The Keystone Players will open its latest production, “Blithe Spirit,” a comedy by Noel Coward, with a sold- out performance March 22 in the Keystone College Brooks Theatre.
The evening is underwritten by an anonymous benefactor and dedicated to Keystone College President Dr. Edward G. Boehm, who plans to retire June 1, and First Lady Regina Boehm. It will conclude with a special presentation and reception in their honor.
“My student actors and I wanted to thank the Boehms for their steadfast and enthusiastic support of The Keystone Players and theatre in general all these years,” said Jane Honchell, director. “Not only have the Boehms attended almost every production, but they also have been wonderful about sending notes of support to the cast, often accompanied by gift baskets of edible goodies, which the students always devour instantly.”
Boehm confirmed his support of and pride in the Keystone Players, saying, “The student theatre has always played a critical role in the life of Keystone College. During our nearly 18 years on campus, Keystone First Lady Regina Boehm and I have been amazed at the talent and dedication of the Keystone Players, under the expert direction of Associate Professor Jane Honchell.”
“In addition to entertaining and inspiring their audiences,” he continued, “The Keystone Players demonstrate time and again that excellence can indeed be obtained through desire and hard work. They are a great source of pride for the Keystone community and our entire area.”
According to cast member and Keystone College graduate Brink Powell, who has performed in at least one Keystone Players production since joining as a freshman in 2007, the “Blithe Spirit” cast is one of the top two she’s worked with so far. She said the group “goes above and beyond” and succeeds in “making the play real.”
She said she enjoys working with the rest of the cast, and is excited to play opposite Joseph Croft, with whom she first acted alongside when they were in a high school play at Lackawanna Trail.
“Everything he does he puts his all into,” she said.
She said she also enjoys acting under the direction of Honchell.
“Jane is a wonderful person,” she said. “I have learned so much from her…she’s understanding, teaches you so much and she encouraging.”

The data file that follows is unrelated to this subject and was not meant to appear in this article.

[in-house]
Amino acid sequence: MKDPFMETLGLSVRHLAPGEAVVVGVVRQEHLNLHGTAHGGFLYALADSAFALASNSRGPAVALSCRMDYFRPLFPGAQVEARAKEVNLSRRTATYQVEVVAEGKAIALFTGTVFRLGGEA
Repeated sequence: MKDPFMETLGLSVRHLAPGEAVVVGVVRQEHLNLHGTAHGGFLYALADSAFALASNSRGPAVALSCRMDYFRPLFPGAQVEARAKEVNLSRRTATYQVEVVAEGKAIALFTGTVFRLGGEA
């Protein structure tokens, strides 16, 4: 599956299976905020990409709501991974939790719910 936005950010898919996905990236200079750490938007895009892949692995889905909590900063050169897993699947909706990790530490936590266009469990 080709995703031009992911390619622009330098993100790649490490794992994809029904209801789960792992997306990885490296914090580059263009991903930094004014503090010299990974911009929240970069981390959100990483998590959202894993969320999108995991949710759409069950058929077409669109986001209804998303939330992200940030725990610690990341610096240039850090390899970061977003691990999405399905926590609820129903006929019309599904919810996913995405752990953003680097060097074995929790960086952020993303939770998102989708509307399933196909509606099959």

In “Blithe Spirit,” Powell plays the part of Ruth, an overbearing wife who likes to have her own way and isn’t happy when things aren’t in her control.
According to a Keystone Players news release, when Ruth’s husband, Charles Condomine, played by Joseph Croft, hosts a séance to gather material for a novel, his life is thrown into disarray. Madame Arcati, played by Julia Rusavage, conjures up the mischievous spirit of Charles’ late wife, Elvira, played by Heather Bixby.
“Chaos and hilarity ensue,” states the release, “as Charles struggles to keep the peace between his second, and very much alive wife, Ruth, and Elvira.”
“Adding to the fun are the Condomine’s guests at the séance, Dr. and Mrs. Bradman, played by Josh Harris and Karen McKenna. Edith the Condomine’s new maid, played by Jackie Nat, provides another delightful touch as she goes about her duties at warp speed.”
McKenna, who is performing with the Keystone Players for the first time in this production, described her character as “ditsy” and “gullible.”
“I’m just going to have a lot of fun with [the part],” she said, later adding, “It is a really, really fun play.”
She said she also enjoys working with Honchell and the rest of the cast. “They are very talented,” she said. “I feel humbled by their talent.”
McKenna, 52, hasn’t performed in more than 30 years and said she is “very excited” about this production. She encourages others who have a past love for the theater and acting to pursue it and get involved in a local theatre.
“It’s never too late to pursue something you love,” she said. “Don’t be afraid to try to do something new. It’s been an amazing experience for me.”
A limited number of tickets for the show March 23 and 24 are available by contacting Honchell at firstname.lastname@example.org or calling 945.8454. They will also be available at the door on a first-come, first-served basis. General admission is $8 and for senior citizens and children under 12, the cost is $4.